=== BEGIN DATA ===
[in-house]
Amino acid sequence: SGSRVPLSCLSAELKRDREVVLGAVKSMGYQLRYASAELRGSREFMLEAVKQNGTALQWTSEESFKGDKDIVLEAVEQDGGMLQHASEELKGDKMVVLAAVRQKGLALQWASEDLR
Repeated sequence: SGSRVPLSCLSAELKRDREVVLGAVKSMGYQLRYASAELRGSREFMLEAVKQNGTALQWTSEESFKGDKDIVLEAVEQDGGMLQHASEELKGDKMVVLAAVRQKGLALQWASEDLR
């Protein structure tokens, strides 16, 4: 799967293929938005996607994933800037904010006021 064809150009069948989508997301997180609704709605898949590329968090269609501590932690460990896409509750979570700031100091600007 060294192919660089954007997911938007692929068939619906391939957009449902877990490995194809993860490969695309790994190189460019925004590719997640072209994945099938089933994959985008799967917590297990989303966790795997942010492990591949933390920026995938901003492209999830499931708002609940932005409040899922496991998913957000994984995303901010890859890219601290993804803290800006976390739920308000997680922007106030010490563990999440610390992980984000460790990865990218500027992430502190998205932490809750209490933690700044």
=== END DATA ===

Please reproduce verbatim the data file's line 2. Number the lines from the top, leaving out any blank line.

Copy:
Amino acid sequence: SGSRVPLSCLSAELKRDREVVLGAVKSMGYQLRYASAELRGSREFMLEAVKQNGTALQWTSEESFKGDKDIVLEAVEQDGGMLQHASEELKGDKMVVLAAVRQKGLALQWASEDLR